The Salish Sea: Jewel of the Pacific Northwest
by Audrey DeLella Benedict and Joseph K. Gaydos
160 Pages, Paperback, 11″ x 8.5″
Cloud Ridge Publishing
“Straddling the international border between Washington and British Columbia, the Salish Sea is a place of remarkable beauty and extraordinary biodiversity where the rhythm of life is set by the ebb and flood of tides. This vibrant integrated ecosystem of saltwater and freshwater includes the inland marine waters of the Strait of Juan de Fuca, Puget Sound, and the Straight of Georgia.
These waters are home to a biologically varied and colorful array of life from amethyst-hued sea urchins, ochre-colored sea stars, and egg-yolk jellyfish to rich green underwater forests of bull kelp.”
–The Salish Sea: Jewel of the Pacific Northwest
Earlier this year I was sent an advance copy of The Salish Sea by the folks at Cloud Ridge Publishing. Unfortunately, this occurred right in the midst of my spring travels, so it wasn’t until I returned from my latest Yellowstone adventures that I was finally able to sit down and read the book.
The Salish Sea serves as an all-encompassing introduction to the eponymous locale, a region that only earned its official title in 2009, twenty years after the term was initially popularized by Bert Webber. The book looks at the area from biological, geological, ecological and even cultural and historical perspectives before ultimately asking what the 8 million people who live in the surrounding communities can do to help preserve this Northwest treasure.
Most readers, even lifelong residents of the Pacific Northwest such as myself, will only have a vague idea of what or where the Salish Sea is. Though we’ve grown up near a coastline slashed by narrow inlets and waterways, bisected by straights and bordered by sounds, it may be surprising to learn that the sea spans a whopping 4600+ miles of coastline, over 6500 square miles of sea surface area and contains 419 different islands. Authors DeLella Benedict and Gaydos have done a fine job illustrating the expanse and incredible diversity of the aquatic environment, while providing background on how things came to be and how the Salish Sea and its surrounding coastlines continue to evolve.
The various chapters of the book shift our focus, moving from technical and detailed discussions of the geological past and present of the region to more general (but no less enlightening) descriptions of the different underwater, coastal and terrestrial environments and their denizens. The wilder residents of the Salish Sea don’t just hang out underwater. We learn not only about fish and crustaceans, but about the aquatic mammals who need to surface for the occasional breath, the birds who return to water time and again for food and about the coastal forests that also rely heavily on the sea’s bounty.
So yes, the book is educational, and a bit of an eye-opener for those who think the cold waters of the Pacific Northwest don’t house the same level of biodiversity as more well-known areas of the globe.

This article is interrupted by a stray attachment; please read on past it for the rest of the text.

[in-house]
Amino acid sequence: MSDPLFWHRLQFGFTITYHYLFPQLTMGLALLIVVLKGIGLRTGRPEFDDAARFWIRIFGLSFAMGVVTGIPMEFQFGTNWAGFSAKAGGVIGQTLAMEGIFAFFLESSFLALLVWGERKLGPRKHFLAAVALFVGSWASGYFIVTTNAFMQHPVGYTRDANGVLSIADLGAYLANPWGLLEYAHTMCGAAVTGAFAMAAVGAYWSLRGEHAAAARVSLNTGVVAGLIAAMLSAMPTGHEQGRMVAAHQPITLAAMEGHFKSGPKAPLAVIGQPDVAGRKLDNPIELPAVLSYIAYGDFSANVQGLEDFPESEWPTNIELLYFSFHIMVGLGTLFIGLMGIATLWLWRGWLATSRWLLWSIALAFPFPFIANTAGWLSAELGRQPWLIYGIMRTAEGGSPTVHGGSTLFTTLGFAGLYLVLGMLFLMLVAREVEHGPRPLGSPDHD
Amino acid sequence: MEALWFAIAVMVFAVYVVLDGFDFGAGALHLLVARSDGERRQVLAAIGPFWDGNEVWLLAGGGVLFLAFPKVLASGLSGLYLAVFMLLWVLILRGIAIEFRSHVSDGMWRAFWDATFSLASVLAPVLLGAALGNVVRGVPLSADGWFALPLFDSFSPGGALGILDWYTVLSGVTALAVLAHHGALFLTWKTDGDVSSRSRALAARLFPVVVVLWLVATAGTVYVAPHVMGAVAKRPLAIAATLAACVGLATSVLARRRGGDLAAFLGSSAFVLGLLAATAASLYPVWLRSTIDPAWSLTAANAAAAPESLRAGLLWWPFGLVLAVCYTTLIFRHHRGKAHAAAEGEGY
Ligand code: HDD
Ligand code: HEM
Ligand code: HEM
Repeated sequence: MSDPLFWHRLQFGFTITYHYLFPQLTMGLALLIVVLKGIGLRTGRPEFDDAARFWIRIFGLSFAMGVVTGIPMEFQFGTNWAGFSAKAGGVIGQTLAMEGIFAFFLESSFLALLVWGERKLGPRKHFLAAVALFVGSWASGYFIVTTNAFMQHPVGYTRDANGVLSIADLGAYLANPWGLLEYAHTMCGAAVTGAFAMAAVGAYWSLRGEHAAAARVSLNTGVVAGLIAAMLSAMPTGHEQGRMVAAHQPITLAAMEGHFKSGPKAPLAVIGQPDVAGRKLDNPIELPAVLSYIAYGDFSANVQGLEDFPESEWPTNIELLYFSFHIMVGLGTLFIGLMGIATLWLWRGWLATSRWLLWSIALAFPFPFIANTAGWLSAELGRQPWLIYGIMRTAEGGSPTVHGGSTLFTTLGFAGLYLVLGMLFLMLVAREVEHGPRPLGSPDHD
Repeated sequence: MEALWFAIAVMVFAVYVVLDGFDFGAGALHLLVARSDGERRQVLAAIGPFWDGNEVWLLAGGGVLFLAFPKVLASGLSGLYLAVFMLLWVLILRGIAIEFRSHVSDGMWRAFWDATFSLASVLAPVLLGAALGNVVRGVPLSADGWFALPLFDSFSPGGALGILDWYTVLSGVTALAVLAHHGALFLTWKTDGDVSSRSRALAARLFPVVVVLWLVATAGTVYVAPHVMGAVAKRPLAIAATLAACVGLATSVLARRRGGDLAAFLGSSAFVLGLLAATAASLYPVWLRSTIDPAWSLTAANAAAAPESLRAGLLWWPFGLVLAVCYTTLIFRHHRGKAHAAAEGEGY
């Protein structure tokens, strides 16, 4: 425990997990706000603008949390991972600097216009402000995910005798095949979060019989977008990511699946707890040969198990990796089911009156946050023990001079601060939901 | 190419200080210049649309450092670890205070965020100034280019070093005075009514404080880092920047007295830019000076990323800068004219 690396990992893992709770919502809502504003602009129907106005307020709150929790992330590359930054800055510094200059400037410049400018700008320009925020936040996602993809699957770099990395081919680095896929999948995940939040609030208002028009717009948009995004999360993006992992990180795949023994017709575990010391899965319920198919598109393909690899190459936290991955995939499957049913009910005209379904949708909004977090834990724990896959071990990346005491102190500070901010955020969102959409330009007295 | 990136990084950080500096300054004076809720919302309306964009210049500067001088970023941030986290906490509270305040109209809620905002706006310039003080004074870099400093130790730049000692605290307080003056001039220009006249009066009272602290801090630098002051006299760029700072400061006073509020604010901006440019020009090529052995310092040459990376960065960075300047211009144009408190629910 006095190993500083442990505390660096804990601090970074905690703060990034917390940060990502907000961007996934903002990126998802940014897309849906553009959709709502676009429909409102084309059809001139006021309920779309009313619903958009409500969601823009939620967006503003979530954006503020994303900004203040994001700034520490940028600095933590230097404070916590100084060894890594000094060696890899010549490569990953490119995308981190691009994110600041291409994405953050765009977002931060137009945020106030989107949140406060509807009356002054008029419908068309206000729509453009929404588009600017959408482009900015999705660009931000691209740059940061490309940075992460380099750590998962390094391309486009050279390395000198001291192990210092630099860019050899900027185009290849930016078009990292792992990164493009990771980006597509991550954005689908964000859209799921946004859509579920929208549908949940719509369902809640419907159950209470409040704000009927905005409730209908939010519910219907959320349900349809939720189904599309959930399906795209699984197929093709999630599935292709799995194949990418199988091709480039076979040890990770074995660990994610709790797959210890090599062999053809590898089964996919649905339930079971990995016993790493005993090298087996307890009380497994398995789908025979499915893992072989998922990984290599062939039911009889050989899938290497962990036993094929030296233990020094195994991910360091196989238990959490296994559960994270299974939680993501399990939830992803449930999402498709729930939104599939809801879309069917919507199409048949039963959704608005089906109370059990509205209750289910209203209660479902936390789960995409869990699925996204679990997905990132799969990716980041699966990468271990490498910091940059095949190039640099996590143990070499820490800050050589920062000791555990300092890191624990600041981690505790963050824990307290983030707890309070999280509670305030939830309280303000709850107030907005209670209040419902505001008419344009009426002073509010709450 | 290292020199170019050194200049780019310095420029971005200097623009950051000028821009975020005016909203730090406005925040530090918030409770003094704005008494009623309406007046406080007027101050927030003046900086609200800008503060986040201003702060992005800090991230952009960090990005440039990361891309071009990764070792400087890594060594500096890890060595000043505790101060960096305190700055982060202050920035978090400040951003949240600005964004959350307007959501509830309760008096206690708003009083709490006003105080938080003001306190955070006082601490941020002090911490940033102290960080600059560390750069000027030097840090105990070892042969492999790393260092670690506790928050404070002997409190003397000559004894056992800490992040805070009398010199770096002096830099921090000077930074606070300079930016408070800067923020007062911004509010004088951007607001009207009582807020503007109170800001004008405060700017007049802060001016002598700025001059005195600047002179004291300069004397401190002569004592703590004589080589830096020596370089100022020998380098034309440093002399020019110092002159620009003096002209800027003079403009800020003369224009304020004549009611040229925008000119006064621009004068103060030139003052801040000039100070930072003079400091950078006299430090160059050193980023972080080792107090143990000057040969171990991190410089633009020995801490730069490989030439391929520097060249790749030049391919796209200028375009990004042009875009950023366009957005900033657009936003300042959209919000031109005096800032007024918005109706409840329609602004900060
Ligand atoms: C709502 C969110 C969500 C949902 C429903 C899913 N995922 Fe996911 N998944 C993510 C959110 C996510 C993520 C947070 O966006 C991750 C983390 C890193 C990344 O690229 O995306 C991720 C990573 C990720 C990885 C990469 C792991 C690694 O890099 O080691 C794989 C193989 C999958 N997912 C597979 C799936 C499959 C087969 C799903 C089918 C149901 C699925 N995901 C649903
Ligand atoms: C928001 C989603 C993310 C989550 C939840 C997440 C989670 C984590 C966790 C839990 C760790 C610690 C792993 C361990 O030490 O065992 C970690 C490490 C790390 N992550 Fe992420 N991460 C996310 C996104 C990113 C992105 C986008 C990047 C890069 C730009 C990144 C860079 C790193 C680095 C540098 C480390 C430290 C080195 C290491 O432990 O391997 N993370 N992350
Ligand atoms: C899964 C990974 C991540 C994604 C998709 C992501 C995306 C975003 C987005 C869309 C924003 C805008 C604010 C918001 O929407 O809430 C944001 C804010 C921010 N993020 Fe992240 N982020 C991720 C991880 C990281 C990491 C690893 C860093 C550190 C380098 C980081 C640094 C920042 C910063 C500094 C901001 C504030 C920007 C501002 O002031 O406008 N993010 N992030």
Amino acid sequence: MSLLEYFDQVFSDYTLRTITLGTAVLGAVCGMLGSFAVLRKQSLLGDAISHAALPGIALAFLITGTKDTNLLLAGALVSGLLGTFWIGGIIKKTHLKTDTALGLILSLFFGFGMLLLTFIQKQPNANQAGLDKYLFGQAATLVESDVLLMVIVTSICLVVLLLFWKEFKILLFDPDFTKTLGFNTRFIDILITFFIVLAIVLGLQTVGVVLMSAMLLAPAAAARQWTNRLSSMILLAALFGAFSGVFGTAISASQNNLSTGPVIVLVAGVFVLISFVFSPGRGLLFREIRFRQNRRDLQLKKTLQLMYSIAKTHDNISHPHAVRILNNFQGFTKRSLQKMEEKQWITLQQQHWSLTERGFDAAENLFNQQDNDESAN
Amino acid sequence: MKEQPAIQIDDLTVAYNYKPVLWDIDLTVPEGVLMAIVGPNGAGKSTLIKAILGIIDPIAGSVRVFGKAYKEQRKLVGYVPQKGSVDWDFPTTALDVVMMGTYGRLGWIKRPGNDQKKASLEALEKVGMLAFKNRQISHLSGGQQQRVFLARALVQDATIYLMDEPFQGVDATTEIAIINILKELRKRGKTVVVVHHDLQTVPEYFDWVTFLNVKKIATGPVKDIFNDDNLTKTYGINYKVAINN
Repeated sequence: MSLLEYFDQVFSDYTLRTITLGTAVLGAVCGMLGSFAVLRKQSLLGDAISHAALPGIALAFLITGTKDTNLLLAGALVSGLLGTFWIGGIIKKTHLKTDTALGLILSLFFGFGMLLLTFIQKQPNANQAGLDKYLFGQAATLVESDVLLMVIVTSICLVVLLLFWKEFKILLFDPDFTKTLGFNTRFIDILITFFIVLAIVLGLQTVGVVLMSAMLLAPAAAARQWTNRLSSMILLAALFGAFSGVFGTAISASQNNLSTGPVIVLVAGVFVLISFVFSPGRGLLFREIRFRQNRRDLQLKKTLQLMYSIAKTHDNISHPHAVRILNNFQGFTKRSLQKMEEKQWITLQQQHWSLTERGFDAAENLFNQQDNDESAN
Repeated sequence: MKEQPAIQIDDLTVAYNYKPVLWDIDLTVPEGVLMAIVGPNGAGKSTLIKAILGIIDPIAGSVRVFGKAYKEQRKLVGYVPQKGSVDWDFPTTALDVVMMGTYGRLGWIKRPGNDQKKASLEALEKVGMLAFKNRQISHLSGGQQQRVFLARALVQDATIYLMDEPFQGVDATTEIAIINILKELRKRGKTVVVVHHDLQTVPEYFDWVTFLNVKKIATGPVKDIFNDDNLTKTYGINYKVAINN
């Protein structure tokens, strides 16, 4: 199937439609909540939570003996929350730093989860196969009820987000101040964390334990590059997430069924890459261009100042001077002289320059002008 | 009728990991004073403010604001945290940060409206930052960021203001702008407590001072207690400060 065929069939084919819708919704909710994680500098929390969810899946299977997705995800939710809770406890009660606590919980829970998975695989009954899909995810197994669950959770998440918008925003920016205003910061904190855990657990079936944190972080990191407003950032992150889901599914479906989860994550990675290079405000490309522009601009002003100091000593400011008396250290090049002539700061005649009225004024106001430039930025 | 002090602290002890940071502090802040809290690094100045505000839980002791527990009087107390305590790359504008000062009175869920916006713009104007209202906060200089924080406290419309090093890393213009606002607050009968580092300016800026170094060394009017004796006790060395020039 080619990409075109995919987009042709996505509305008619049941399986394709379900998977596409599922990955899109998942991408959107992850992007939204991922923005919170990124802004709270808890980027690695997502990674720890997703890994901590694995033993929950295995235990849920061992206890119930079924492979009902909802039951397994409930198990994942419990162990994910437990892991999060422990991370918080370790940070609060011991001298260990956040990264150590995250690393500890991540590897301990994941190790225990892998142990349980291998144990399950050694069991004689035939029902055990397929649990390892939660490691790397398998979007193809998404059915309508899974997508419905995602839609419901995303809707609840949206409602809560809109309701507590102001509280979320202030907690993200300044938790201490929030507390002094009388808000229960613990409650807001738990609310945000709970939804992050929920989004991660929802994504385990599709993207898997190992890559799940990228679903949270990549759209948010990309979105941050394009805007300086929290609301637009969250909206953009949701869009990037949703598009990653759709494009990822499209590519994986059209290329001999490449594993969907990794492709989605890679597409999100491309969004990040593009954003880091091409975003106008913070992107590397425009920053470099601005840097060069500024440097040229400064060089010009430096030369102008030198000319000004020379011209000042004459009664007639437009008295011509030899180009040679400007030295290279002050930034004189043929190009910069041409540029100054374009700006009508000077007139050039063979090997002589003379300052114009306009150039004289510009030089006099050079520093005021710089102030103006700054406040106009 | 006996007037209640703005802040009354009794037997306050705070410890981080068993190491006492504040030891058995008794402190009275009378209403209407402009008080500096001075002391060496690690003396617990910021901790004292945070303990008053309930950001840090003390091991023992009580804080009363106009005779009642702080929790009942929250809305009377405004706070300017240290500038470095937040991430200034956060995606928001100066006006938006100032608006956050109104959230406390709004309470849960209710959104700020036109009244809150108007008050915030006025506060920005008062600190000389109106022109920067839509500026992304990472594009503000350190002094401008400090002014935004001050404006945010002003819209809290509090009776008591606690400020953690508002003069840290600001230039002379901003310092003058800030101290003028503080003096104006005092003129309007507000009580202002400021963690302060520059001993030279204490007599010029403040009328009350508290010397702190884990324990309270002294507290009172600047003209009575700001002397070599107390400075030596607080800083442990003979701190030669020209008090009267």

Does The Salish Sea suffer by being “educational” and informative? Not any more than other similar “coffee table books” focusing on natural areas. Sometimes, the learned background of its authors bleeds through and overwhelms the storytelling, particularly in the early chapter focusing on geology. I’m admittedly more in tune with wildlife, and though I have picked up my share of information working in the field over the years as a photographer, many of the terms employed in the early chapters were over my head. Dendritive, Silica-Filigreed, Summer Freshet, Anadramous, and so on elevated certain passages to a, let’s say, technical level I wasn’t expecting… nor one I particularly wanted to remain on for very long. Thankfully, the authors toned things down as the book progressed.
Another popular tool the writers liked to employ was the call for the reader to pause, think and visualize. “Imagine…” starts many a sentence, particularly in the early stages of the book. Luckily for us, we’re not forced to solely rely on our imaginations, thanks to The Salish Sea’s biggest strength: the photography.
The publishers of this book deserve a lot of credit, because the images they chose are fantastic! And they didn’t hold back. From cover to cover, the volume is filled with bold, bright images showing off the amazing scenery and rich biodiversity of the region. As further proof of their emphasis on presenting a visual treat, the creative team went to some of the Pacific Northwest’s best photographers for content. Ken Archer, Glenn Bartley, Connor Stefanison, and Art Wolfe are just some of the artists whose high quality work is featured. I found the underwater photography particularly impressive. So many publishers are forced to skimp on photos these days, either relying on cheap stock imagery or being limited to only a few photos from top professionals, that their books usually suffer. The Salish Sea is a visual feast.
For a paperback book, this is well-constructed, with thick embossed covers and sturdy interior paper. The printing is excellent.
Verdict: I’d highly recommend The Salish Sea to anyone interested in learning more about Pacific Northwest wildlife and ecology, to locals in Washington and BC eager to learn more about our natural surroundings and the bounty we’re hoping to preserve, and to any photographers who simply enjoy perusing a book filled with high quality nature photography.
Images from The Salish Sea provided by the publisher and used with permission.